If you're stressing about investing during record-high inflation, you're not alone. But while inflation is at a 30-year high, there are still fantastic stock-buying opportunities for investors to take advantage of. In this segment of Backstage Pass, recorded on Nov. 3, Fool contributors Trevor Jennewine, Rachel Warren, and Brian Withers discuss how they're building their portfolios during this time in the market. 

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Trevor Jennewine: Yesterday, all three of the major U.S. indices closed at all-time highs. Over the past year, the Nasdaq Composite is up 43%. The S&P 500 is up 40%, and the Dow Jones Industrial Average is up 34%. Those are incredible returns. If you add some historical context, it's even more impressive. Over the last 20 years on an annualized basis, the Dow's climbed 7%, the S&P 500 has climbed 8%, and the Nasdaq has climbed 12%. The returns over the past year have absolutely blown those figures away.

However, the Labor Department said that the Consumer Price Index, which is a widely used benchmark for inflation, the Consumer Price Index rose 5.4% over the past 12 months in the period ending in September. It's not a perfect gauge for inflation, but that figure of 5.4% is still significantly higher than the target 2% set by the Federal Reserve.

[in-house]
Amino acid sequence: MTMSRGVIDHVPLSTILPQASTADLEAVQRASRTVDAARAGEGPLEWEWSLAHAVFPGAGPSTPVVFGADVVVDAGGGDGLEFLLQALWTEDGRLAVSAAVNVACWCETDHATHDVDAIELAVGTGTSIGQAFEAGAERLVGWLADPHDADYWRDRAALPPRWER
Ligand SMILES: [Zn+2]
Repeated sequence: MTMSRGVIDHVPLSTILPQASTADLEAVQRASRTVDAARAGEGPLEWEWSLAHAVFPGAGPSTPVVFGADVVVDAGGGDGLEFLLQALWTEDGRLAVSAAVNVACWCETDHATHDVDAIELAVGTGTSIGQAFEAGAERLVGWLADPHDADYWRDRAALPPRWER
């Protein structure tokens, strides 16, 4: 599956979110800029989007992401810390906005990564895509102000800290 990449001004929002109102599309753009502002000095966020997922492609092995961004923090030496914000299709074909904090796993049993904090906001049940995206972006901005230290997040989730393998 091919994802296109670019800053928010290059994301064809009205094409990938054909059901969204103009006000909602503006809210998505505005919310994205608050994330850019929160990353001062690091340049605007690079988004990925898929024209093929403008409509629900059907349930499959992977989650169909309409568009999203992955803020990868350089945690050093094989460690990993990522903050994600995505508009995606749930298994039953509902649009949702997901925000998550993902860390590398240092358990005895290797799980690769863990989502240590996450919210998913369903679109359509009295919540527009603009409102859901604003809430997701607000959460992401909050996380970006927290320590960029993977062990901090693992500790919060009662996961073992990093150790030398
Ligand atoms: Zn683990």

Now we've got global supply chains in a state of chaos, labor shortages, and all of those things are reducing output across various different industries, which could ultimately drive prices higher, make inflation even worse. Generally speaking, inflation tends to be a bad thing for the stock market because it tends to reduce the purchasing power the companies have, and higher prices tend to mean consumers buy less, and so then it negatively impact sales. So here's my question.

Given the extraordinary growth across all three major indices over the past year, then all of the turbulence that we see with supply chain disruptions and labor shortages, are you guys concerned about a market correction or even a market crash? Have you adjusted or do you plan to adjust your investment strategy in any way? Rachel, we'll start with you.

Rachel Warren: I love this question. I think to put it simply, I'm not worried about a stock market crash. I think, especially as a long-term investor, we know that these are events that do happen in the market. They are inevitable. You stay invested in the market for a long time, more than likely than not, you're going to encounter a few crashes or corrections throughout your investing journey.